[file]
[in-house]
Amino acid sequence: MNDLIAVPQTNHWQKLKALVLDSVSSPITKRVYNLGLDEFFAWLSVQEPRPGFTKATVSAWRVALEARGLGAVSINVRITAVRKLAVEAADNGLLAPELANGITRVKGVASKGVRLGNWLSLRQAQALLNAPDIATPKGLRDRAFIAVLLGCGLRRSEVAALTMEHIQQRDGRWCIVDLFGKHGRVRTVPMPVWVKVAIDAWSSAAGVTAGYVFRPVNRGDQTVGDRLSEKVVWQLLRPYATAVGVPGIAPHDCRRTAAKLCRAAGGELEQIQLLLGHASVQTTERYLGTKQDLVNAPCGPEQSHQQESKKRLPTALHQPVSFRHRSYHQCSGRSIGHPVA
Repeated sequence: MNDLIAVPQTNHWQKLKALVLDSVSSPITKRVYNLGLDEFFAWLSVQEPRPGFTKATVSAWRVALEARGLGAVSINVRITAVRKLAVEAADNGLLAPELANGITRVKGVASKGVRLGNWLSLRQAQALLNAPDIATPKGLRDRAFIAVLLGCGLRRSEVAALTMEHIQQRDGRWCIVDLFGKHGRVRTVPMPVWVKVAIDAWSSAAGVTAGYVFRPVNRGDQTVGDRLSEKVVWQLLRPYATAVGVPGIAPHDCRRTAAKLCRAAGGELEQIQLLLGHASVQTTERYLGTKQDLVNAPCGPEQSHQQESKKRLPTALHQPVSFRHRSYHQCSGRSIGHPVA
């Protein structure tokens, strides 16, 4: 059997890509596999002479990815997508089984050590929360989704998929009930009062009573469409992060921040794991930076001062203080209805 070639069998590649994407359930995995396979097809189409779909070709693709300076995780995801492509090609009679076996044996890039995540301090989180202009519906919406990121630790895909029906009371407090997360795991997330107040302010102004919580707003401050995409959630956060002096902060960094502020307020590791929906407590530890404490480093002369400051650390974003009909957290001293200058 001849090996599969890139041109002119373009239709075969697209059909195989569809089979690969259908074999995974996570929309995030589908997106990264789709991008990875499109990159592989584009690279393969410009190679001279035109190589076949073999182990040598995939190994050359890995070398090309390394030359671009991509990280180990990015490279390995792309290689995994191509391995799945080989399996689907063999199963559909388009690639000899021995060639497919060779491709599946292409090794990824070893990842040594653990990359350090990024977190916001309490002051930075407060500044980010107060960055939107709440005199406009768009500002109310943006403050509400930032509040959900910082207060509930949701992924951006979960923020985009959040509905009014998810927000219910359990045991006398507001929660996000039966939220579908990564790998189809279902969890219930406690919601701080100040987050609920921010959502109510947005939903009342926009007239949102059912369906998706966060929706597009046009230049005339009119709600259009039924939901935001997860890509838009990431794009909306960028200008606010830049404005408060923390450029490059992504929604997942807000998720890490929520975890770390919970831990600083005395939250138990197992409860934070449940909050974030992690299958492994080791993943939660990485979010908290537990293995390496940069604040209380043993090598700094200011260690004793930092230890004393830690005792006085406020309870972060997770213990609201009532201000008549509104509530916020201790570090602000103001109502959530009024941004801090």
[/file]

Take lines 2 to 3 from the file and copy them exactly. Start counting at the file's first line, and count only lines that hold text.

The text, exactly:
Amino acid sequence: MNDLIAVPQTNHWQKLKALVLDSVSSPITKRVYNLGLDEFFAWLSVQEPRPGFTKATVSAWRVALEARGLGAVSINVRITAVRKLAVEAADNGLLAPELANGITRVKGVASKGVRLGNWLSLRQAQALLNAPDIATPKGLRDRAFIAVLLGCGLRRSEVAALTMEHIQQRDGRWCIVDLFGKHGRVRTVPMPVWVKVAIDAWSSAAGVTAGYVFRPVNRGDQTVGDRLSEKVVWQLLRPYATAVGVPGIAPHDCRRTAAKLCRAAGGELEQIQLLLGHASVQTTERYLGTKQDLVNAPCGPEQSHQQESKKRLPTALHQPVSFRHRSYHQCSGRSIGHPVA
Repeated sequence: MNDLIAVPQTNHWQKLKALVLDSVSSPITKRVYNLGLDEFFAWLSVQEPRPGFTKATVSAWRVALEARGLGAVSINVRITAVRKLAVEAADNGLLAPELANGITRVKGVASKGVRLGNWLSLRQAQALLNAPDIATPKGLRDRAFIAVLLGCGLRRSEVAALTMEHIQQRDGRWCIVDLFGKHGRVRTVPMPVWVKVAIDAWSSAAGVTAGYVFRPVNRGDQTVGDRLSEKVVWQLLRPYATAVGVPGIAPHDCRRTAAKLCRAAGGELEQIQLLLGHASVQTTERYLGTKQDLVNAPCGPEQSHQQESKKRLPTALHQPVSFRHRSYHQCSGRSIGHPVA